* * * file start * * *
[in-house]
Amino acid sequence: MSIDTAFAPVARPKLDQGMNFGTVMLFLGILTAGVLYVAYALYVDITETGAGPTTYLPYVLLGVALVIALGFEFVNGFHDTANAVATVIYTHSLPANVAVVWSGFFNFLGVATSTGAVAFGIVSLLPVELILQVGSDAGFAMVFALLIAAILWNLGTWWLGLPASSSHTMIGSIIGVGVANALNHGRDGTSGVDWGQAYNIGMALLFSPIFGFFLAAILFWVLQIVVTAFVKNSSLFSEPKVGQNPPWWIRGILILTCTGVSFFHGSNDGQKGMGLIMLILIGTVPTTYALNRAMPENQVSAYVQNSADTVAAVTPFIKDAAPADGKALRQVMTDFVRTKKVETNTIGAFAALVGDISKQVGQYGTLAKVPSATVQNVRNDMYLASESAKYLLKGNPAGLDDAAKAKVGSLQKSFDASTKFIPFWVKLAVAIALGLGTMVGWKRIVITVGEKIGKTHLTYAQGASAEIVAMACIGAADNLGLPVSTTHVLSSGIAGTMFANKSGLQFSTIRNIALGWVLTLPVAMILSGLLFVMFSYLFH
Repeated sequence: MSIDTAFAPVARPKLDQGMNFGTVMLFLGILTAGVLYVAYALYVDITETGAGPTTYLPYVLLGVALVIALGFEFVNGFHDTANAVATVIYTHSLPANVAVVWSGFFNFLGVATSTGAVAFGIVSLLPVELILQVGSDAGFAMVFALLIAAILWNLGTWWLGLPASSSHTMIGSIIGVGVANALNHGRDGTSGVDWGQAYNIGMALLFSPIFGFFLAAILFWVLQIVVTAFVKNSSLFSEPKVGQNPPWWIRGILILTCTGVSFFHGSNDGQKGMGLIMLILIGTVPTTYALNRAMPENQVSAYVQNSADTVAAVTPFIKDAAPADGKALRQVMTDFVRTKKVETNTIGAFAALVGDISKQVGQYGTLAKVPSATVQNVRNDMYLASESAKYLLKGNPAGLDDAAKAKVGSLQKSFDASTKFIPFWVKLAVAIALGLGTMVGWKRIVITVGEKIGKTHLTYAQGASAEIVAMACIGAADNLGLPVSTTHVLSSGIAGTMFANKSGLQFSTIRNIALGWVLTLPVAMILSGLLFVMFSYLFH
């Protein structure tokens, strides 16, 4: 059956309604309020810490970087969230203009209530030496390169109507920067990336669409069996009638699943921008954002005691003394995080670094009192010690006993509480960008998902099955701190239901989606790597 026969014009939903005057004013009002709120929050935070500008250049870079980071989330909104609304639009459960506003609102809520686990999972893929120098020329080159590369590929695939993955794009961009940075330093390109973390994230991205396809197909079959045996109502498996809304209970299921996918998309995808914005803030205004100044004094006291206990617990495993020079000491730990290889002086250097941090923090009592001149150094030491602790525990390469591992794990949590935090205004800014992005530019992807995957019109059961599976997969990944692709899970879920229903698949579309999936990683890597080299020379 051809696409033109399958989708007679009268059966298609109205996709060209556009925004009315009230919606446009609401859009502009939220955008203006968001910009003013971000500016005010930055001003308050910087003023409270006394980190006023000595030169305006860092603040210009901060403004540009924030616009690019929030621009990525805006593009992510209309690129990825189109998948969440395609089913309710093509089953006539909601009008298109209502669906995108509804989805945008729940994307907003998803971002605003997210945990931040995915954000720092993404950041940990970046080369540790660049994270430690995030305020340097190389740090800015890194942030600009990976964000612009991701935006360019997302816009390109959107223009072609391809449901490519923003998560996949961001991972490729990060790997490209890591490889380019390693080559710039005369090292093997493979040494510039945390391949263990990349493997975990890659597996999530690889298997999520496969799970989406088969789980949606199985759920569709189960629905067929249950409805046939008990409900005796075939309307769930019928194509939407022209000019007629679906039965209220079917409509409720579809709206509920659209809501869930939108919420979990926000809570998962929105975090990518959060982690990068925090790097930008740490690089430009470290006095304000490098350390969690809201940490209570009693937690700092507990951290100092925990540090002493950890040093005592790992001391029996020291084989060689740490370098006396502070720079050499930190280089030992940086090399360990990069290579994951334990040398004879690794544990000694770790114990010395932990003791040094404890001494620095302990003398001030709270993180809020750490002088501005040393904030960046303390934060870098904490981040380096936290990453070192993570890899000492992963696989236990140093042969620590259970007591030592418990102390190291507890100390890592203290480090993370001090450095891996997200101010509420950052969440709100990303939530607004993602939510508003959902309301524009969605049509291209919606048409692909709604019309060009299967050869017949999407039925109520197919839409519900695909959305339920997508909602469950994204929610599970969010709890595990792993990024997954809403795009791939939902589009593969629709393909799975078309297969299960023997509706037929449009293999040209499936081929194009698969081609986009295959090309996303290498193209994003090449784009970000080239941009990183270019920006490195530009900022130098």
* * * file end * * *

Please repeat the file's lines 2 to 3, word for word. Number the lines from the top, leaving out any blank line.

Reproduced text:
Amino acid sequence: MSIDTAFAPVARPKLDQGMNFGTVMLFLGILTAGVLYVAYALYVDITETGAGPTTYLPYVLLGVALVIALGFEFVNGFHDTANAVATVIYTHSLPANVAVVWSGFFNFLGVATSTGAVAFGIVSLLPVELILQVGSDAGFAMVFALLIAAILWNLGTWWLGLPASSSHTMIGSIIGVGVANALNHGRDGTSGVDWGQAYNIGMALLFSPIFGFFLAAILFWVLQIVVTAFVKNSSLFSEPKVGQNPPWWIRGILILTCTGVSFFHGSNDGQKGMGLIMLILIGTVPTTYALNRAMPENQVSAYVQNSADTVAAVTPFIKDAAPADGKALRQVMTDFVRTKKVETNTIGAFAALVGDISKQVGQYGTLAKVPSATVQNVRNDMYLASESAKYLLKGNPAGLDDAAKAKVGSLQKSFDASTKFIPFWVKLAVAIALGLGTMVGWKRIVITVGEKIGKTHLTYAQGASAEIVAMACIGAADNLGLPVSTTHVLSSGIAGTMFANKSGLQFSTIRNIALGWVLTLPVAMILSGLLFVMFSYLFH
Repeated sequence: MSIDTAFAPVARPKLDQGMNFGTVMLFLGILTAGVLYVAYALYVDITETGAGPTTYLPYVLLGVALVIALGFEFVNGFHDTANAVATVIYTHSLPANVAVVWSGFFNFLGVATSTGAVAFGIVSLLPVELILQVGSDAGFAMVFALLIAAILWNLGTWWLGLPASSSHTMIGSIIGVGVANALNHGRDGTSGVDWGQAYNIGMALLFSPIFGFFLAAILFWVLQIVVTAFVKNSSLFSEPKVGQNPPWWIRGILILTCTGVSFFHGSNDGQKGMGLIMLILIGTVPTTYALNRAMPENQVSAYVQNSADTVAAVTPFIKDAAPADGKALRQVMTDFVRTKKVETNTIGAFAALVGDISKQVGQYGTLAKVPSATVQNVRNDMYLASESAKYLLKGNPAGLDDAAKAKVGSLQKSFDASTKFIPFWVKLAVAIALGLGTMVGWKRIVITVGEKIGKTHLTYAQGASAEIVAMACIGAADNLGLPVSTTHVLSSGIAGTMFANKSGLQFSTIRNIALGWVLTLPVAMILSGLLFVMFSYLFH